A senior Google executive has announced that the search giant will start delivering the wrong search results to jihadi sympathizers as a counter-terrorism measure.
The Daily Mail reports:
As part of a pilot scheme, the search engine will show anti-radicalisation links when would-be jihadists type in words related to extremism.
The announcement was made by Dr Anthony House, a senior Google executive, while giving evidence to MPs in the UK parliament.
‘We are working on counter-narratives around the world. This year one of the things we’re looking at is we are running two pilot programmes,’ said Dr House.
‘One is to make sure these types of views are more discoverable.
‘The other is to make sure when people put potentially damaging search terms into our search engine they also find these counter narratives.’
Google has yet to respond to DailyMail.com on details of the pilot scheme, and whether it will be rolled out globally.
Dr House says the counter-narrative messages will appear in the sponsored links which are returned at the top of a Google search, rather than in the search results.
‘We offer Google AdWords Grants to NGOs so that meaningful counter-speech ads can be surfaced in response to search queries like ‘join Isis’, he said.
According to a report in the Telegraph, Google has received about 100,000 ‘flags’ from members of the public about content they consider inappropriate.
As a result, the company took down around 14 million videos from its YouTube site in 2014, some of which including material related to terrorism.
During the committee meeting, both Google and Facebook, declined to comment on details of how many people they employed to take down terrorist and extremist content
But last year, Google admitted that its YouTube site was so inundated that staff couldn’t filter all terror related content.
Google Public Policy Manager Verity Harding said that about 300 hours of video material is being uploaded to YouTube every minute, making it virtually impossible for the company to filter all images.
She said that ‘to pre-screen those videos before they are uploaded would be like screening a phone call before it’s made.’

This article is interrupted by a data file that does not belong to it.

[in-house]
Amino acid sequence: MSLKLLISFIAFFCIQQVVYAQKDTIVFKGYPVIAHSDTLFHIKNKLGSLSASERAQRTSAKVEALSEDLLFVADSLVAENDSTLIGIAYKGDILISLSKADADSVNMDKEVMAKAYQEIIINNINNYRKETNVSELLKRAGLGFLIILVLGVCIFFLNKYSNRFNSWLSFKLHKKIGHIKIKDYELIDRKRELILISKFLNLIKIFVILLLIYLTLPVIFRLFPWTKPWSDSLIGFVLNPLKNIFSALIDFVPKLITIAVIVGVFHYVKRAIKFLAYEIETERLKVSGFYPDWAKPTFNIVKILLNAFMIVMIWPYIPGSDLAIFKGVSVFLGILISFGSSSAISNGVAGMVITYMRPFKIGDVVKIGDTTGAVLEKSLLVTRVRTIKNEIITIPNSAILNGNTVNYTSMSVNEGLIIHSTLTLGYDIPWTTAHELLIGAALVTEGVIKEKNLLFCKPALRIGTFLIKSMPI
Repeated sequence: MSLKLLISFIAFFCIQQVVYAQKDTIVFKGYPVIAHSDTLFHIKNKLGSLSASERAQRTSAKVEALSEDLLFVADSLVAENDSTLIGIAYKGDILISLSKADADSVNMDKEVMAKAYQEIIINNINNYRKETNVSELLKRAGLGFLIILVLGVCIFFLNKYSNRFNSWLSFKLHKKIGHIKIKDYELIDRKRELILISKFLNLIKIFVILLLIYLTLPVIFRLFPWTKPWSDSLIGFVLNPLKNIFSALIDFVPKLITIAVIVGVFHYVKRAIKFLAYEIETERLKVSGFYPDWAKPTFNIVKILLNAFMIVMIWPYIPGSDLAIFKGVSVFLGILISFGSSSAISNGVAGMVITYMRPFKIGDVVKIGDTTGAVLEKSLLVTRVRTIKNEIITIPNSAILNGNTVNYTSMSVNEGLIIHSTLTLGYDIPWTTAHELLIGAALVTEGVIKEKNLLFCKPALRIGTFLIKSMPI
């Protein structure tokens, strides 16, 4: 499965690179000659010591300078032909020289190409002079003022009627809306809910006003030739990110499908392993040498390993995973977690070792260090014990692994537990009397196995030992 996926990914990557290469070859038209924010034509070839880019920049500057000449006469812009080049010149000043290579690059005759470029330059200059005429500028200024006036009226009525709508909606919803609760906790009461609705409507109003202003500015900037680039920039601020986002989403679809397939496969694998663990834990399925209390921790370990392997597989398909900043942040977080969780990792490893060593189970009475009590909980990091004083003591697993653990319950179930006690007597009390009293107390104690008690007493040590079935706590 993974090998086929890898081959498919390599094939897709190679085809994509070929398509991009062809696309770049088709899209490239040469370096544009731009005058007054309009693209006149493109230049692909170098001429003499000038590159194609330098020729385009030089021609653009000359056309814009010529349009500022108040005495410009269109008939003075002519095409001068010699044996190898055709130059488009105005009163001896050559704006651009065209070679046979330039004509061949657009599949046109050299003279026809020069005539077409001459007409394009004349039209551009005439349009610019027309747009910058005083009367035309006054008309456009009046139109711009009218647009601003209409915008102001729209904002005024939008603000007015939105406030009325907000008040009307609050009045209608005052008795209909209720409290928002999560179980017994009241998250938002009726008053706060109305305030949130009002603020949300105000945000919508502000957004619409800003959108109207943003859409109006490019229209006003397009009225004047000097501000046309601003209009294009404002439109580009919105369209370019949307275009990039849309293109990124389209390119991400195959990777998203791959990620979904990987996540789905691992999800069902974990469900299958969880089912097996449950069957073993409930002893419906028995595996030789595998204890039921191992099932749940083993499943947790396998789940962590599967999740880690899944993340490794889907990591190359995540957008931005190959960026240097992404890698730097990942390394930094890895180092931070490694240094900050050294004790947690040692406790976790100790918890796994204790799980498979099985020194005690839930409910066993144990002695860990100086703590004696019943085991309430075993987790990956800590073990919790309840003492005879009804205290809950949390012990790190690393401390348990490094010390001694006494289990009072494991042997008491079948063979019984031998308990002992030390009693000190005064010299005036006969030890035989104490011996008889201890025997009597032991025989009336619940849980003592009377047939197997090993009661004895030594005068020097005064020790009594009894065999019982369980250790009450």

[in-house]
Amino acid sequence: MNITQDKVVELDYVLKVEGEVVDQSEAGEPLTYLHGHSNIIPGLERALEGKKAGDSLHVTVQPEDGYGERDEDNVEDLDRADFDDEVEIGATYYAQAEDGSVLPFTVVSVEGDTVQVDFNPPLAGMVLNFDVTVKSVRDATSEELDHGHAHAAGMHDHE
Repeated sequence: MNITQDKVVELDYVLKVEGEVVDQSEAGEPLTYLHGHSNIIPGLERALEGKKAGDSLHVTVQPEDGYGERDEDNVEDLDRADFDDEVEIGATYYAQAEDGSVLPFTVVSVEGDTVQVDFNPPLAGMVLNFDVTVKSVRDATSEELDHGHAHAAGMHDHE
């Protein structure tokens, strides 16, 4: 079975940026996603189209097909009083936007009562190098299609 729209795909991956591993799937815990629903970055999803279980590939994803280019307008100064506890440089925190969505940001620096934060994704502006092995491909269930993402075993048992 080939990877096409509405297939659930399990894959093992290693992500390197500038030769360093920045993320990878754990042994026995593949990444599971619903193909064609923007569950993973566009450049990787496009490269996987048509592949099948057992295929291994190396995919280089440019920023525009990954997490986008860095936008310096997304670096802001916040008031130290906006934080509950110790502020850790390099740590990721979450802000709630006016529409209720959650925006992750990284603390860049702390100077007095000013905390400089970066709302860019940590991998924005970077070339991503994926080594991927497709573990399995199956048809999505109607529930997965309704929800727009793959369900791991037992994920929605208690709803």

The European Union’s counter-terror chief believes it’s time to help companies to contain the security risk by having experts from member states flagging terror-related content.
And the US is also urging technology companies to work with the government to combat terror threats.
The Obama administration last month sought to enlist Silicon Valley’s help in stopping terrorist groups from recruiting and mobilising followers online.
The US government also announced initiatives against violent extremism, including an overhaul of its efforts to counter extremist messages around the globe.
In Silicon Valley, top administration officials held a closed-door meeting with Apple CEO Tim Cook and senior executives from Google, Facebook, Yahoo and other tech firms.
While the session was described by tech company representatives as cordial, no specific agreement or other outcome was announced.
‘This meeting confirmed that we are united in our goal to keep terrorists and terror-promoting material off the Internet,’ Facebook said a statement.
Spokesmen for several other companies declined comment on the meeting.
A White House spokesman, meanwhile, took pains to describe tech leaders as patriotic Americans who have no interest in seeing ‘their tools and their technology being used to aid and abet terrorists.’
Leading Internet companies say they remove content that violates their policies by promoting terrorism or threatening violence, but they are reluctant to infringe on free speech.
They also don’t want to be viewed around the world as agents of the government.
And they have chafed at government officials’ criticism of tech companies’ refusal to provide ‘back doors’ into encryption programs that guard customers’ online messages and other files.
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